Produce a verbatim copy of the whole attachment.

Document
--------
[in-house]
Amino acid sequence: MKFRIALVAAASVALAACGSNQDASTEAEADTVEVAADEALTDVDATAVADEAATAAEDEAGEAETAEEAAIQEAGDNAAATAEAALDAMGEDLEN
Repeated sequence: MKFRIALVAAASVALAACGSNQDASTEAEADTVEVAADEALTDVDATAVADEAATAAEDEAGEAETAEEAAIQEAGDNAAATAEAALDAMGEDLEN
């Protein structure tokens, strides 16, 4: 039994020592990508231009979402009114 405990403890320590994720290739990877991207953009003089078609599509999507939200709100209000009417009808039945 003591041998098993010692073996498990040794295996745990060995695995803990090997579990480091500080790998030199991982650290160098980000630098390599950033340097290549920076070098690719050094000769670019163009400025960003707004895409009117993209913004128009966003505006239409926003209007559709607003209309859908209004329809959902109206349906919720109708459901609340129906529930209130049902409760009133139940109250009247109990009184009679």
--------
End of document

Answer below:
[in-house]
Amino acid sequence: MKFRIALVAAASVALAACGSNQDASTEAEADTVEVAADEALTDVDATAVADEAATAAEDEAGEAETAEEAAIQEAGDNAAATAEAALDAMGEDLEN
Repeated sequence: MKFRIALVAAASVALAACGSNQDASTEAEADTVEVAADEALTDVDATAVADEAATAAEDEAGEAETAEEAAIQEAGDNAAATAEAALDAMGEDLEN
């Protein structure tokens, strides 16, 4: 039994020592990508231009979402009114 405990403890320590994720290739990877991207953009003089078609599509999507939200709100209000009417009808039945 003591041998098993010692073996498990040794295996745990060995695995803990090997579990480091500080790998030199991982650290160098980000630098390599950033340097290549920076070098690719050094000769670019163009400025960003707004895409009117993209913004128009966003505006239409926003209007559709607003209309859908209004329809959902109206349906919720109708459901609340129906529930209130049902409760009133139940109250009247109990009184009679």